SKULLS & BONES OF U.S. ARMY MIAs?
WHILE SUPER TYPHOON “YOLANDA” (HAYAN) was devastating Balangiga, Eastern Samar in 2013, it also exhumed skulls and bones beside the Balangiga Church which was dug up as a mass grave of the remains of both U.S. Army men and attacking Filipino natives on Sept. 28, 1901 who were killed in a battle called “Massacre” or “Encounter. (JGL Photo by JOSEPH G. LARIOSA)
KRAG RIFLES & SET OF TEETH:
FORMER BALANGIGA MAYOR VISCUSO S. DE LIRA and Balangiga Municipal Tourism Officer Contessa Maria “Maricar” A. Amano show this reporter what looked like rusty parts of Springfield Model 1892-99 Krag, the standard of United States Army military longarm at the time, and a set of teeth are shown in this photo. (JGL Exclusive photo by JOSEPH G. LARIOSA)
THESE DIGGINGS BESIDE the Balangiga Church were the handiworks of supertyphoon Yolanda (Hayan) that exhumed bones, skulls and Krag rifles and other turn-on-the century artifacts that could be traced from garrison of Company C of the 9th U.S. Army Infantry 48 of the 74 of its officers and enlisted men were hacked to death by an unwelcoming Balangiga, Eastern Samar villagers, who just repulsed Spanish colonizers two years earlier. (JGL Photo by JOSEPH G. LARIOSA)
DAUGHTER OF MASSACRE SURVIVOR:
MS. JEAN GAMLIN WALL, the daughter of one of the survivors of the Balangiga Massacre/Encounter, has visited Balangiga twice. She could not believe the three Balangiga bells have been returned to Balangiga. She is shown in this photo with reporter Joseph G. Lariosa. (JGL Photo)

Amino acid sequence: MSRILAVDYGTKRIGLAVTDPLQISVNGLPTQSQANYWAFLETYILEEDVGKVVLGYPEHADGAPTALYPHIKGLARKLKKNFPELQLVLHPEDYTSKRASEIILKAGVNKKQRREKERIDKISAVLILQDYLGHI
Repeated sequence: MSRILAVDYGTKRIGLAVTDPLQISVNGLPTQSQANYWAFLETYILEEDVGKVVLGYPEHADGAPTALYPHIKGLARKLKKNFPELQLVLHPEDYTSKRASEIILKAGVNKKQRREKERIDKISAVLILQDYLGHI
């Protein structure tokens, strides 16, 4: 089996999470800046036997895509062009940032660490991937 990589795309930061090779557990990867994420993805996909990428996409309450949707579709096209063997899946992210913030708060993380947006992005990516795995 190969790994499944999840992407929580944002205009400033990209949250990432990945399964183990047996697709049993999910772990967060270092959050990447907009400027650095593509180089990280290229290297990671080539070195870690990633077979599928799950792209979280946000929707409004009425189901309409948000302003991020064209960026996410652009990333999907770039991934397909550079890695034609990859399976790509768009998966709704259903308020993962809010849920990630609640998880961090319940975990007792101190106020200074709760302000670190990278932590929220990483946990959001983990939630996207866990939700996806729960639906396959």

MEMBERS OF “C” COMPANY OF THE U.S. 9th INFANTRY:
THESE ARE THE MEMBERS of the “C” Company of the U.S. Army 9th Infantry sometime in July 1901 in Madison Barracks, Sachkets Harbor, New York a few weeks before they were shipped to Manila, Philippines for their war service. Some 48 of the 74 members did not make it back to the United States when they were hacked to death by Independence-loving natives of Balangiga, Eastern Samar who felt territorial as they considered their village like their “home is our castle.” (Photo courtesy of retired U.S. Navy Capt. Dennis Wright)
BALANGIGA, EASTERN SAMAR Chief of Police Valeriano Abanador, who lead the attack on the garrison of the headquarters of Company C of the 9th U.S. Army Infantry, is shown according to the caption in this photo exhibit at the Balangiga Museum as “standing with arms folded across his chest (sixth from right)” joins elements of the Company C in this group photo opportunity six weeks before launching the Massacre/Encounter on Sept. 28, 1901. (Balangiga Museum photo)
THIS MONUMENT OF BALANGIGA, Eastern Samar Chief of Police Valeriano Abanador in the plaza between Balangiga town hall and the scene of the attack must have been inspired by the massive monument of Andres Bonifacio in Caloocan City where the Philippine national hero declared his open break with the Spanish colonizers two years earlier. At right is former Balangiga Mayor Viscuso S. de Lira and journalist Joseph G. Lariosa. (JGL Photo)
DRAMATIZING THE MASSACRE:
THIS MODERN BALANGIGA CHURCH, St. Lawrence Deacon & Martyr, according to former Balangiga Mayor Viscuso S. de Lira was the same church where Balangiga, Eastern Samar natives some of them cross-dressing as women pretended to be joining a funeral procession toward the church but a U.S. Army sentry who challenged them to open the coffin had to step back when natives screamed that the cause of death was “cholera, cholera,” a death-causing disease prevalent during that era. As soon as they entered the church, the remains-vacant coffin was emptied of boloes, spears, bows and arrows and other weapons. The natives stayed inside the church overnight before launching the attack followed by pealing of the bells as the signal of attack. Although U.S. sentry, Pvt. Adolph Gamlin noticed that women and children were leaving the village and told his superiors about the phenomenon, the warning signs were ignored. (JGL Photo by JOSEPH G. LARIOSA
BALANGIGA MASSACRE LIST:
HERE ARE THE NAMES dead, the wounded and unscathed U.S. Army officers and enlisted men and Filipino guerrilla natives. (JGL Photo)
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